Response B.2: First, one must recognize that the flare is not a specific emission source within Refinery MACT 1 standards and, thus, we did not seek to establish a MACT floor for flares at the time that we promulgated Refinery MACT 1. Rather, we identified flares as an acceptable means for meeting otherwise applicable requirements and we established flare operational standards that we believed would achieve a 98-percent destruction efficiency on a continual basis. Recognizing that flares were not achieving the 98-percent reduction efficiency in practice, we proposed additional requirements in the June 2014 proposal to ensure that flares operate as intended at the time we promulgated Refinery MACT 1.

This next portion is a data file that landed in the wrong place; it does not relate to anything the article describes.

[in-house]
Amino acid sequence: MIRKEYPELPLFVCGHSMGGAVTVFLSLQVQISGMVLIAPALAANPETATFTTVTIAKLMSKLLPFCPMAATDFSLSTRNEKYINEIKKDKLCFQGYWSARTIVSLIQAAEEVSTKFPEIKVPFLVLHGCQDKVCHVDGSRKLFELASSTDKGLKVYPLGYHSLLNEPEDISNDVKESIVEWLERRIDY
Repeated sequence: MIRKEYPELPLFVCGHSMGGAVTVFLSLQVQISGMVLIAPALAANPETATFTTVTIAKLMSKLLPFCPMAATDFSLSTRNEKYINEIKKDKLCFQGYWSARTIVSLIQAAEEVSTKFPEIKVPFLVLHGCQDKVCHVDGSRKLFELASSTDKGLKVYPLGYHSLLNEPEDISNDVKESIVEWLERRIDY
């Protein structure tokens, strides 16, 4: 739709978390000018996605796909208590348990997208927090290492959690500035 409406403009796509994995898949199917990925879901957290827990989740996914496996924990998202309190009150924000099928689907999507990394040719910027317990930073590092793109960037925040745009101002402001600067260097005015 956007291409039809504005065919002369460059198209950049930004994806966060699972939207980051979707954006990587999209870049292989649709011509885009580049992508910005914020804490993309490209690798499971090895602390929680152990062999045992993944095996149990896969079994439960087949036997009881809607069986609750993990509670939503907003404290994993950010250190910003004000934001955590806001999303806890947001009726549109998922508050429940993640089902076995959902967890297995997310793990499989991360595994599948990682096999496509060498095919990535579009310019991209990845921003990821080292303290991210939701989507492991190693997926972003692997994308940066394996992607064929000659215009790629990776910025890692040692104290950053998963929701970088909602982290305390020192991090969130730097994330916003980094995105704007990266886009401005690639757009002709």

Regarding the operational standards for flares operating above the smokeless capacity, we note that these flare emissions are emissions due to a sudden increase in waste gas entering the flare, typically resulting from a malfunction or an emergency shutdown at one or more pieces of equipment that vents emissions to the flare. The commenter's suggestion that the EPA should establish standards on the duration and amount of gas discharged to a flare during malfunction events misses the mark. Flares are associated with a wide variety of process equipment and the emissions routed to a flare during a malfunction can vary widely based on the cause of the malfunction and the type of associated equipment. Thus, it is not feasible to establish a one-size-fits-all standard on the amount of gas allowed to be routed to flares during a malfunction. Moreover, we note that routing emissions to the flare will result in less pollution than the other alternative, which would be to emit directly to the atmosphere. We note that we do not set similar limits for thermal oxidizers, baghouses, or other control devices that we desire to remain operational during malfunction events to limit pollutant emissions to the extent practicable. However, we did establish work practice standards that we believe will be effective in reducing the size and duration of flaring events that exceed the smokeless capacity of the flare to improve overall flare performance. We are establishing these work practice standards for flares in order to ensure 98-percent destruction of HAP discharged to the flare (as contemplated at the time Refinery MACT 1 was promulgated) during both normal operating conditions when the flare is used solely as a control device and malfunction releases where the flare acts both as a safety device and a control device.